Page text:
Consider another force. A socioeconomic crisis resembling the range of socioeconomic pressures that helped shape the near-bankruptcy of New York City in the 1970s, and the vast urban migrations and displacements witnessed during those years. When such a pressure hits the urban fabric, some portions of the socioeconomic network collapse, decay, depart. Others find opportunity, gain strength, and multiply.
Following such a socioeconomic crisis, the state to which the city rebounds is not necessarily its pre-crisis state. If it is a resilient city, it simply restructures itself in a manner that maintains a certain robustness of socioeconomic diversity. The post-crisis city may resemble the pre-crisis city, but this isn’t necessary. What makes matters more interesting, is that such pressures also occur on smaller scales, impacting various pockets of the urban fabric, while other niches may be oblivious to their presence.
The burden of vision
The city is both the object and the jungle. Yet, when we speak of urban resilience, we often forget about the jungle, and focus on the object.
This is partially a historic burden. The late 19th and early 20th centuries still weigh heavily upon the fundaments of urbanism as we understand it today. From genetics, to gender norms, to immigration, to economic structures, to domestic habits, this was an era in which the rising expert class assumed it was within their purview to control and shape the city around an established vision of what an acceptable city would look like. Acceptable to a time highly interested in company towns, large suburban developments, and utopian visions – e.g., mega projects that resembled cities, but essentially behaved as large-scale sanitized architectural objects authored and subsequently controlled in a top-down manner.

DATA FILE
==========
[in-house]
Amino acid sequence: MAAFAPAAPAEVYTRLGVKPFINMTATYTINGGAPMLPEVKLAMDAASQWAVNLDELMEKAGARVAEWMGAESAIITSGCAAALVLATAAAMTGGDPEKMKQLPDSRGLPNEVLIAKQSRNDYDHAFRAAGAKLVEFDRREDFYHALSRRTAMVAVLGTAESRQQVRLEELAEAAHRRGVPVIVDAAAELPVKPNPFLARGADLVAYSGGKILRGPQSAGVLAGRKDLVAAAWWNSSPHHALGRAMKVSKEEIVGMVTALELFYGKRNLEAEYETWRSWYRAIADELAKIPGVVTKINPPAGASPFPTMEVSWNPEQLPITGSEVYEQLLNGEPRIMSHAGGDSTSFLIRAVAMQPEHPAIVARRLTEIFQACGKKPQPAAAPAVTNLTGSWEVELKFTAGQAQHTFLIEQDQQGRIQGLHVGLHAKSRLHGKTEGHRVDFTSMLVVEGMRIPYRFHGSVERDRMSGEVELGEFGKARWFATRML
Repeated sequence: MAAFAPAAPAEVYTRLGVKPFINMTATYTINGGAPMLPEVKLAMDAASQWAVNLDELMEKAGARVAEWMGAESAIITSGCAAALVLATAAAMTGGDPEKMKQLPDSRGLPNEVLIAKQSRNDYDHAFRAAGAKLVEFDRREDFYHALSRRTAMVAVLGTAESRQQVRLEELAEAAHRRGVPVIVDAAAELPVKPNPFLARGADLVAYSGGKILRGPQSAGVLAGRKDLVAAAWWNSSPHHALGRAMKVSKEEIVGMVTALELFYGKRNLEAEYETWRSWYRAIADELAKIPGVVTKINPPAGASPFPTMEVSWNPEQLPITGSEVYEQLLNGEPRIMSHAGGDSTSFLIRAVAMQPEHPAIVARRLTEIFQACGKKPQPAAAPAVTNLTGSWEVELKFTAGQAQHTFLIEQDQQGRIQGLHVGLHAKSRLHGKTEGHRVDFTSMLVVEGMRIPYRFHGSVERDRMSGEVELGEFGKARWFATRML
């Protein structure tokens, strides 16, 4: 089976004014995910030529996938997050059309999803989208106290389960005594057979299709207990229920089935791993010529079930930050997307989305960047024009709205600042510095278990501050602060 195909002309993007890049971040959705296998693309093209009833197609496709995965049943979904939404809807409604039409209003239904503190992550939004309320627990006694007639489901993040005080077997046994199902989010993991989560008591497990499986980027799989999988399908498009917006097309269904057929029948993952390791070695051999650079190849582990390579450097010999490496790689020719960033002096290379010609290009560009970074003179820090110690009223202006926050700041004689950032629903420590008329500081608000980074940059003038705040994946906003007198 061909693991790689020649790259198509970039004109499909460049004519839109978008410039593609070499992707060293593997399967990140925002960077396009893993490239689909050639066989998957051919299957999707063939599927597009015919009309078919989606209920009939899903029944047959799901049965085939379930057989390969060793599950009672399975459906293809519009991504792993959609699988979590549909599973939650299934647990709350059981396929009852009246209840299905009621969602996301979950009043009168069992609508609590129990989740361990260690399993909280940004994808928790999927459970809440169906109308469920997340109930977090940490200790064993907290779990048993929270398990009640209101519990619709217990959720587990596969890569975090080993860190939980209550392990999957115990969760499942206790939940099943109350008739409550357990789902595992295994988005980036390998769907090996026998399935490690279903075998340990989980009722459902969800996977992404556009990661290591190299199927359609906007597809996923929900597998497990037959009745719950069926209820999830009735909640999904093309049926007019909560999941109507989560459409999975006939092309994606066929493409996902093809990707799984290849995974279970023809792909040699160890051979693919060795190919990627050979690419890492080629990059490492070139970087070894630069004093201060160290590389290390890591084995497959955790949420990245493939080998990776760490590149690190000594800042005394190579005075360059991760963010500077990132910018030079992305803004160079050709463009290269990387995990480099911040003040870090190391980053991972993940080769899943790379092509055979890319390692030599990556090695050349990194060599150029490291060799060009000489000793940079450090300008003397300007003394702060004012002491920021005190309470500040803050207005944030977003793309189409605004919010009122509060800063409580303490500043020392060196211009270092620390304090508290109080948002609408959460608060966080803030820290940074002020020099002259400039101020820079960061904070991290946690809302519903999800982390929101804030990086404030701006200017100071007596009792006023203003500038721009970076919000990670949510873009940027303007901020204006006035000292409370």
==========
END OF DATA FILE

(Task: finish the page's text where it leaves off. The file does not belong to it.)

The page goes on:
The challenge that urban resilience presents the contemporary urbanist, is the intellectual balancing act that must capture the object and the jungle simultaneously. The realm of infrastructure, institutional networks, energy and waste systems, carbon footprints, etc., in this domain we must assume the material science definition of resilience. The realm of the socioeconomic, the political, the cultural, etc., in this domain we must assume the ecological definition of resilience.
In the domain of the object, the vision of the city is maintained, refined, improved. In the domain of the jungle, the vision of the city must be abandoned. Rather, the right to the city, the right to live, to work, to have equitable access to urban opportunities, and so on – these are factors that must be maintained throughout all pressures the city faces. But, we must invariably give up our authorship over the type of city, the vision of the city, that achieves shape within that framework. That, the city must shape for itself.
If we do not grant the city that capacity for such self-determination, we strip away the random, the unpredictable, the innovative nature of the urban fabric. We are left then not with an urban entity, but with an object that simply looks like one. Not with a jungle, but a manicured landscape made to resemble one.